Let your fingers do the walking.2017 Lexus IS350 F Sport AWD rear - Image: © Timothy CainFantastic Voyage

Mode swings don’t change the 2017 Lexus IS350 F-Sport from a dog with a Valium to a dog with a bone. Eco to Normal to Sport S to Sport S+ is a progressive wave. Indeed, progressive is the key word in Lexus’ IS vernacular. It describes the way the engine responds to throttle inputs, unlike so many of today’s smaller turbocharged engines. Progressive: yes, that’s the way the IS350 F Sport’s steering weight builds up, appropriately so, when a corner tightens and your inputs become more urgent. Brake feel is spot on. The six-speed automatic’s shifts are inconspicuous when they ought to be, but hastier and ever more crisply defined the more you require them to be.

The 2017 Lexus IS350 is not a multiple personality kind of a car. A flick of a software-altering switch doesn’t result in an ES-aping IS350 that exchanges its identity for an LFA-copying IS350. You, the IS350 F Sport driver, are the switch. This Lexus is responsive, it places the onus on you, keen driver that you are.2017 Lexus IS350 F Sport AWD interior - Image: © Timothy CainAs a result, in many ways the 2017 Lexus IS350 F Sport AWD could come across as a car that’s a decade late to the party. The engine game, for instance, has moved on. Drivers in 2017 don’t want to build revs — pfft, don’t be so silly — they want a great slug of torque just off idle. Drivers today want their sporty cars to shout, “Sporty!” with suspensions that refuse to suspend — not Lexus ISs that reveal their suspensions’ athleticism in various team-building exercises. Drivers today don’t want handling — they want grip.

Despite low-profile tires — 225/40R18 fronts, 255/35R18 rears on Bridgestone Turanzas — the IS350 F Sport rides remarkably well. Upping the ante with the drive-mode selector won’t result in adaptive dampers that sorely diminish ride comfort, either, nor does it induce unnatural weighting in the steering. The IS350 persists as an IS350, just in slightly larger or lesser quantities.2017 Lexus IS350 F Sport AWD interior - Image: © Timothy CainThat means the 306-horsepower V6 always pleases but does not wow. The all-wheel-drive IS350’s six-speed automatic (RWD models get an eight-speed) never awes but never disappoints. Cornering prowess is notable because of the IS350’s ability to cosset, not necessarily because of outright roadholding mastery. There’s a level of interactivity, but never so much feel that a typical Lexus client will be overwhelmed by the incoming communiqués.

While evidently not a dynamic masterpiece, the 2017 Lexus IS350 AWD F Sport is consistently composed and appealingly balanced. That’s increasingly a lost art.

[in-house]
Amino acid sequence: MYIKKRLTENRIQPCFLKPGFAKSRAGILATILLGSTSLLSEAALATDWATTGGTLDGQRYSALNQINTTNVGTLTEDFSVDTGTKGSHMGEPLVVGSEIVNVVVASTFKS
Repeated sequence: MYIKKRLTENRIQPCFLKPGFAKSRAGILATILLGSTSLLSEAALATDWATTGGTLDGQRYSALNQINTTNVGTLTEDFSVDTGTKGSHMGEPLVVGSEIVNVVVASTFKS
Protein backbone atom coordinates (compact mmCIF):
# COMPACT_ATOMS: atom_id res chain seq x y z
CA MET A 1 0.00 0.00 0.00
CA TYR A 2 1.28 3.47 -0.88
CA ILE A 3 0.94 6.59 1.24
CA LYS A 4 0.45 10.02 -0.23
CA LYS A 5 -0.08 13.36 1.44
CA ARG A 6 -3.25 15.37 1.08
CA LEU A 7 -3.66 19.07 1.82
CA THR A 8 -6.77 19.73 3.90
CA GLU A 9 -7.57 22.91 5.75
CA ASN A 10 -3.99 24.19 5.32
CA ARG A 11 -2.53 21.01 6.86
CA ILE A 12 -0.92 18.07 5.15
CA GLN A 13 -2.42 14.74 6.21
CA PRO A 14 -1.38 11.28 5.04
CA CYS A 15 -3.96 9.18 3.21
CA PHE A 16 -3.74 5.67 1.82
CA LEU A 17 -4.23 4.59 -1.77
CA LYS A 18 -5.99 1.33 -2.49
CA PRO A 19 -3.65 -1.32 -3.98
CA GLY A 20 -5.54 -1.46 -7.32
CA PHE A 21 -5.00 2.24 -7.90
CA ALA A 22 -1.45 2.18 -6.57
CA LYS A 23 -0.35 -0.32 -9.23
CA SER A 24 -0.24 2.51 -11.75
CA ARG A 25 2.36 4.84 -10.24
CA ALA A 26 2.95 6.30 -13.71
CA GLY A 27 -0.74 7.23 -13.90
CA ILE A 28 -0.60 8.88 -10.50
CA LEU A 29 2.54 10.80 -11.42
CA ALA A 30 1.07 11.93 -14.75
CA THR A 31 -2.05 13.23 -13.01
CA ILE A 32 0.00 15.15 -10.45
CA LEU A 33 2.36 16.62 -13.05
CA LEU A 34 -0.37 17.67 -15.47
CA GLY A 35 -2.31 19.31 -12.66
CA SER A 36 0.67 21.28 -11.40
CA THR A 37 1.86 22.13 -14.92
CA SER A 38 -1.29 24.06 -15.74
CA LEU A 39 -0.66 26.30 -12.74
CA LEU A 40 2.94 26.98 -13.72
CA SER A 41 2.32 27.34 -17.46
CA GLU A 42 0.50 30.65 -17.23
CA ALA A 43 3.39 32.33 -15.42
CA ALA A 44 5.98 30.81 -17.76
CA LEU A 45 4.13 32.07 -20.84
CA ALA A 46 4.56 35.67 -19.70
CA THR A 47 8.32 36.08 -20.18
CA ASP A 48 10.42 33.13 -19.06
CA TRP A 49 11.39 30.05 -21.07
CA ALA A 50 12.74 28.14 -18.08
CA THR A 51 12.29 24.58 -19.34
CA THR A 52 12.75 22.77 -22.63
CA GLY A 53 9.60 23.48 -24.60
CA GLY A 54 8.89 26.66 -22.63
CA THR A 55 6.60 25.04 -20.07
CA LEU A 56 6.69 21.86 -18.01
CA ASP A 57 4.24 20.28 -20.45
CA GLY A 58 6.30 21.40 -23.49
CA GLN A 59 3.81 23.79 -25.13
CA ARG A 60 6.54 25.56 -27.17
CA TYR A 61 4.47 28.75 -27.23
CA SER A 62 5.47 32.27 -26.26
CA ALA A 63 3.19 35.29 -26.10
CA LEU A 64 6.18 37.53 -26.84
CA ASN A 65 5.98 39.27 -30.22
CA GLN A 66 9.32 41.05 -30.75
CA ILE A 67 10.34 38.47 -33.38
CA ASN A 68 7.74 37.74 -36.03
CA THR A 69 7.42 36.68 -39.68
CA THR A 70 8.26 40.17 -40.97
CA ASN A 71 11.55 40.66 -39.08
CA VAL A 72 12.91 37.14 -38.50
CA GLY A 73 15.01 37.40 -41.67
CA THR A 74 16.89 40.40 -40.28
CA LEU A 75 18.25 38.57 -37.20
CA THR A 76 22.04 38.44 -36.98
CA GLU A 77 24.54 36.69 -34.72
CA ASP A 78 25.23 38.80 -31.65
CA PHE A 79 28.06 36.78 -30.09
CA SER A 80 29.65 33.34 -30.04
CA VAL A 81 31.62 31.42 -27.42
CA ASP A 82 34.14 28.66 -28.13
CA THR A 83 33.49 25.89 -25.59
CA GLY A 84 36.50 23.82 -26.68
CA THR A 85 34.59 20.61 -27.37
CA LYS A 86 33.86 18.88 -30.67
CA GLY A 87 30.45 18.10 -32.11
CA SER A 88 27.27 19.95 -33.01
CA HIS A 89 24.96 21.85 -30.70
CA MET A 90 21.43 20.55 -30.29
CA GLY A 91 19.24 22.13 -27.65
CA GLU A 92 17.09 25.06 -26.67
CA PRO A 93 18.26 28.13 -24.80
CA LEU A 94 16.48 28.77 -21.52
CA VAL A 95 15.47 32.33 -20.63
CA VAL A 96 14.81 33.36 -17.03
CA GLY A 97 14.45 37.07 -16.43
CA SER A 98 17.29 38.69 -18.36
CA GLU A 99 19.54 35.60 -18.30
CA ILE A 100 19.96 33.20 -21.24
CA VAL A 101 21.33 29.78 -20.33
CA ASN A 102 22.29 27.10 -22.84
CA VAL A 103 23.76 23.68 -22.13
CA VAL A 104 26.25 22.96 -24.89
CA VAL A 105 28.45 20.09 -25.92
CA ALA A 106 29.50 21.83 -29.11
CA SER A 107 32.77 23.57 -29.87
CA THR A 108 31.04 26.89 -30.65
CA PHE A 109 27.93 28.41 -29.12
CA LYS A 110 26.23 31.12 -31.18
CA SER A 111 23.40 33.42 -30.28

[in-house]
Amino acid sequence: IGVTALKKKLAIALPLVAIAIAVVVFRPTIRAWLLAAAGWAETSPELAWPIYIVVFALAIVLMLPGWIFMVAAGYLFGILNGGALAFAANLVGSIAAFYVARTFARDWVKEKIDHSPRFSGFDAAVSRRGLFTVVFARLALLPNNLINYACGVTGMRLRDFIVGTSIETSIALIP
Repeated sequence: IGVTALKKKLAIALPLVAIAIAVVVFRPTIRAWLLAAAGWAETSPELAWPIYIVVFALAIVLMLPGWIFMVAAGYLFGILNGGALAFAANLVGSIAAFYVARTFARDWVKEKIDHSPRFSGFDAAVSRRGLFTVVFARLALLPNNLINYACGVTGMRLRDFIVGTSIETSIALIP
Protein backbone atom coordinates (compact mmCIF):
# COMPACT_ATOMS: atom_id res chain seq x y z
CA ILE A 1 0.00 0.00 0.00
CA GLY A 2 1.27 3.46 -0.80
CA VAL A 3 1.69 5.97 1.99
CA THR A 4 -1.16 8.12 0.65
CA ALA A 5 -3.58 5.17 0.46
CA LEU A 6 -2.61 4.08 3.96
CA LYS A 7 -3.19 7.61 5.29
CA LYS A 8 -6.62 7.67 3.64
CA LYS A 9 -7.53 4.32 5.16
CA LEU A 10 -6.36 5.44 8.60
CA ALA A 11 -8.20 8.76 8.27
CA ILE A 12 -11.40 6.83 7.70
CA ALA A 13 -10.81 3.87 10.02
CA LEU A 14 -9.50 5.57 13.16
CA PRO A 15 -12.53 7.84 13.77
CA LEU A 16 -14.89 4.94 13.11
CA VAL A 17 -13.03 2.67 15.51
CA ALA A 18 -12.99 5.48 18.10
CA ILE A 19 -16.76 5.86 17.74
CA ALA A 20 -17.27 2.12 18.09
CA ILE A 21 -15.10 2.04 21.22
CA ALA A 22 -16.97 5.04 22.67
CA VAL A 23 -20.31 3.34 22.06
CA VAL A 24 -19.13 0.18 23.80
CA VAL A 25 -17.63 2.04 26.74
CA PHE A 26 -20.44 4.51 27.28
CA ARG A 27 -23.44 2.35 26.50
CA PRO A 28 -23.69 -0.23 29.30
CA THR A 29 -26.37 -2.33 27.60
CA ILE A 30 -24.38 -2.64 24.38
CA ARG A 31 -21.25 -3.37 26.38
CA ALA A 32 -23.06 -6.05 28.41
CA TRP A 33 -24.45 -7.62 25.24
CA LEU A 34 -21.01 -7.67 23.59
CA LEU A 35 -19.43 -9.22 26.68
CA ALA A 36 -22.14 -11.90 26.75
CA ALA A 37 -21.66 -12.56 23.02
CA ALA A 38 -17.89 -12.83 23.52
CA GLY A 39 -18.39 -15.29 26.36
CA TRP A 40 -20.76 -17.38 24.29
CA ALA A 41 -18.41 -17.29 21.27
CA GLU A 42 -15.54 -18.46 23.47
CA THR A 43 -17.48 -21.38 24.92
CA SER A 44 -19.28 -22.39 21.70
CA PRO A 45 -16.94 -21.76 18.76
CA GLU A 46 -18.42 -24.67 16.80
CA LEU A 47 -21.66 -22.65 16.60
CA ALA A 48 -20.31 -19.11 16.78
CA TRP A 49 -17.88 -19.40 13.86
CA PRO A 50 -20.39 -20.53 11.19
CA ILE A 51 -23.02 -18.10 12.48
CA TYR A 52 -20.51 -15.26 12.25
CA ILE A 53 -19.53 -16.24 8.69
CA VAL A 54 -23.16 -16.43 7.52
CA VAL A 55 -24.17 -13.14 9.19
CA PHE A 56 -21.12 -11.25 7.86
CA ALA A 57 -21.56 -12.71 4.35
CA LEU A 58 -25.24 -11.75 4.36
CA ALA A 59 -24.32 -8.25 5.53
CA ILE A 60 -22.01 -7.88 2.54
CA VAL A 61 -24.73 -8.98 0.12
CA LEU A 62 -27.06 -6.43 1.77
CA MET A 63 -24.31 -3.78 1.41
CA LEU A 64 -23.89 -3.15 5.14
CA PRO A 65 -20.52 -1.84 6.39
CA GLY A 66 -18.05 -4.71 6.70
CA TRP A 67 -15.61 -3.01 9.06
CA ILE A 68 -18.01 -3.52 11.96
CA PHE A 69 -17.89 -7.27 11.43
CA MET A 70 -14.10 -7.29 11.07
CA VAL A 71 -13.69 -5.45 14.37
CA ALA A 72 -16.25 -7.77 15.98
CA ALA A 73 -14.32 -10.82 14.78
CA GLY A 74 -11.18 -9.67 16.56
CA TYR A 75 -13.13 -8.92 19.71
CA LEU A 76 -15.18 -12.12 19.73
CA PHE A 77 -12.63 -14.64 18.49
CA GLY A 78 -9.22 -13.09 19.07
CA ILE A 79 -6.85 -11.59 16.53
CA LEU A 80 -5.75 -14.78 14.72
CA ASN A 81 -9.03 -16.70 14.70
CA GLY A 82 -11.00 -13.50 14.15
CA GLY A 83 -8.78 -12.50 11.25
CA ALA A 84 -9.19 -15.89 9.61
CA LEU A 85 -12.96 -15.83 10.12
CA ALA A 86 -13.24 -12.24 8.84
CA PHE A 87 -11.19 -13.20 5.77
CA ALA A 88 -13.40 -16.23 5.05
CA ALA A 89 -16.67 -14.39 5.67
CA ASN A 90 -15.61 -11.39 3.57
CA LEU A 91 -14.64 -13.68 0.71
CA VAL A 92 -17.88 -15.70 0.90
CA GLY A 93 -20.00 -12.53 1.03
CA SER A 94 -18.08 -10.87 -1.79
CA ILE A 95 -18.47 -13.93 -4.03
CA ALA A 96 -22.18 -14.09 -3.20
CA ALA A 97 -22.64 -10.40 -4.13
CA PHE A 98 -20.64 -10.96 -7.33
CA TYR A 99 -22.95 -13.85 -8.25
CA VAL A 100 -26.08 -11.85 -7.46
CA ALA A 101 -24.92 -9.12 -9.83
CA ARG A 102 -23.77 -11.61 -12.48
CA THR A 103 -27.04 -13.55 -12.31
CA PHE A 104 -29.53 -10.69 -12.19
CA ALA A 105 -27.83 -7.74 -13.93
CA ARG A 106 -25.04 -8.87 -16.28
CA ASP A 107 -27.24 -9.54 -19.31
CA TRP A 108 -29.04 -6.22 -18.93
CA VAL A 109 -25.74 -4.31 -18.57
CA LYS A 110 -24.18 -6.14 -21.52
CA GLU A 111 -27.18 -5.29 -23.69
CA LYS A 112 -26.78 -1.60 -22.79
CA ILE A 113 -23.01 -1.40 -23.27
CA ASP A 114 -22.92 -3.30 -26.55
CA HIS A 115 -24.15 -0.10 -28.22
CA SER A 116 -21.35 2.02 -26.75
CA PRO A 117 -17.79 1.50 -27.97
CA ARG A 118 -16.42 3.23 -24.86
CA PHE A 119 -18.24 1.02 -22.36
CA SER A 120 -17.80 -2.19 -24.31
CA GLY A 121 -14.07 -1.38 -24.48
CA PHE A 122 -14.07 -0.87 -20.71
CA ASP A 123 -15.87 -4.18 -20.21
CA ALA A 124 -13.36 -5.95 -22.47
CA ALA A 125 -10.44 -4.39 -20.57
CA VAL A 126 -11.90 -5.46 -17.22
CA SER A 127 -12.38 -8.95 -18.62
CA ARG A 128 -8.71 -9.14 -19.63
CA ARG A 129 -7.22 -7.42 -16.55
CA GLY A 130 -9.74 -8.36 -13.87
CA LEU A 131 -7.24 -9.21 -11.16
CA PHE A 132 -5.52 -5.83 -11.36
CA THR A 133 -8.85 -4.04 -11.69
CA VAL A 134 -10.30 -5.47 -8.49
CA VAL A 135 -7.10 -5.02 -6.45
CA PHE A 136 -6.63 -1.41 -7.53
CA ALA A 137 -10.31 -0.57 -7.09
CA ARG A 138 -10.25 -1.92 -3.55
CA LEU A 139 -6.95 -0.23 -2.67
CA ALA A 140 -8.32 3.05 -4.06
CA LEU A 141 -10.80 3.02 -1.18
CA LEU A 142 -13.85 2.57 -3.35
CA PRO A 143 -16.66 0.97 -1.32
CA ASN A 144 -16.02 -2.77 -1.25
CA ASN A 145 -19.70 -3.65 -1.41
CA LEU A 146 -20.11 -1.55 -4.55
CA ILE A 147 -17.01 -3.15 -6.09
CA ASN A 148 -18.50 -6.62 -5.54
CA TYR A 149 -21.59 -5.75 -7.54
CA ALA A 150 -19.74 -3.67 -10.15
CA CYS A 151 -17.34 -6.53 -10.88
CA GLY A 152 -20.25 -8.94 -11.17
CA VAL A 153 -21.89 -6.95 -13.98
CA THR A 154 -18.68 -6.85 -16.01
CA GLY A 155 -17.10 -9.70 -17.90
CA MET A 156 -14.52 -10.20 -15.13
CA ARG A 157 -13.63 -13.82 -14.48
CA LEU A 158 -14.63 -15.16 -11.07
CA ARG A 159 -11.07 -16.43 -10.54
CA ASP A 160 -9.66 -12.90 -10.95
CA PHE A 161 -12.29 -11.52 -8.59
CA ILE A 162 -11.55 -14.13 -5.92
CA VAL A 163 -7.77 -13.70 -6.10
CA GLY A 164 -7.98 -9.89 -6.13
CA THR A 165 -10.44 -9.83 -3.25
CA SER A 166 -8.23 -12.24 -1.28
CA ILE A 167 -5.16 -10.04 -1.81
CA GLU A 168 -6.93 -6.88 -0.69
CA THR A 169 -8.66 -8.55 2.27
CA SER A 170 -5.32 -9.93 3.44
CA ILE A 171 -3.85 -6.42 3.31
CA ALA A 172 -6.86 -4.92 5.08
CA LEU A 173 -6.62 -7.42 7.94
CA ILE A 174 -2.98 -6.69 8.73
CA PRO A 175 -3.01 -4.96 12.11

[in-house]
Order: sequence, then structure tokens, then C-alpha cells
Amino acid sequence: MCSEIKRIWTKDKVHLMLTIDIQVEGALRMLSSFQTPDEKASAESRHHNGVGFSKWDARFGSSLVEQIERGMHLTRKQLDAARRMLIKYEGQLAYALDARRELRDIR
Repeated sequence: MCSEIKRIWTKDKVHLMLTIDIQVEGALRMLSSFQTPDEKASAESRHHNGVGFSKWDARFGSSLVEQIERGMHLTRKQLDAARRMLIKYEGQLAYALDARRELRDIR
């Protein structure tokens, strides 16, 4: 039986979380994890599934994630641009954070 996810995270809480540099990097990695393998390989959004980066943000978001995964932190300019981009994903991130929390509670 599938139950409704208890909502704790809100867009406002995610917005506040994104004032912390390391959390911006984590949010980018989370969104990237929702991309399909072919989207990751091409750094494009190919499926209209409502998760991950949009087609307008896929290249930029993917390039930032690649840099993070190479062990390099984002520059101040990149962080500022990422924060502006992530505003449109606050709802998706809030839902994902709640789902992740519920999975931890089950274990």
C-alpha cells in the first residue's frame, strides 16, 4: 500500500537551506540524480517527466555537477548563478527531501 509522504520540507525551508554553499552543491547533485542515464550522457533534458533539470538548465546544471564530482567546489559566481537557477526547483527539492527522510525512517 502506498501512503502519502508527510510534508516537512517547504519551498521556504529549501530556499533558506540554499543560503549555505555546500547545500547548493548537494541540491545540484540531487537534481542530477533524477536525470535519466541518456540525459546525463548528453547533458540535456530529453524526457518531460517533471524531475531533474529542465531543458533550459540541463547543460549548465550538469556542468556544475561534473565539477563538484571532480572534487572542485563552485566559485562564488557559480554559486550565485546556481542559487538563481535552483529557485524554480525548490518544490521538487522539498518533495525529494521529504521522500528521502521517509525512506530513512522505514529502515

Modern Love

The Lexus IS350 operates in an arena where top-tier German competitors have made gouging an art form. Don’t be fooled by their base prices. While IS350s begin at $42,365, similar to a $41,245 BMW 330i, the price comparison is deceiving. The 330i is now a 2.0T affair. IS350-comparable power in a 3 Series requires spending $49,945 on a (quicker-than-IS350) 340i.

But to build a 340i equipped like this luxuriously equipped IS350 AWD F Sport (all-wheel drive, sporting extras, heated steering wheel, Mark Levinson audio, power rear sunshade, ventilated front seats, full suite of active safety kit) would require more than $60,000 in BMW’s configurator.

The Genesis G70 apparently doesn’t represent the dawn of the value-minded entry-luxury sports sedan.2017 Lexus IS350 F Sport AWD interior detail - Image: © Timothy CainCh-Ch-Changes
But does the IS350 AWD F Sport tell the entire Lexus IS story? Unfortunately not. The personality swings that don’t occur in this particular car do, in fact, appear across the IS range. The entry-level IS Turbo’s 2.0T, for instance, is poorly linked to an uncooperative eight-speed automatic. The IS300’s 3.5-liter V6, for example, is de-powered but consumes just as much fuel as the IS350’s 3.5-liter.

Only in its maximum iteration does Lexus allow the IS’s personality to shine through. It’s never wise to assume that the behavior one encounters in a Chevrolet Silverado with a 6.2-liter V8 and 22-inch wheels will be similar to those of a 5.3-liter truck on 18s with 9.5 additional inches of wheelbase. Likewise, in the Lexus IS’s case, don’t assume this particular IS350 AWD F Sport’s balanced response to the sports-sedan questions of our time will be answered the same way by less costly IS variants.2017 Lexus IS350 F Sport AWD rear three quarter - Image: © Timothy CainUnder Pressure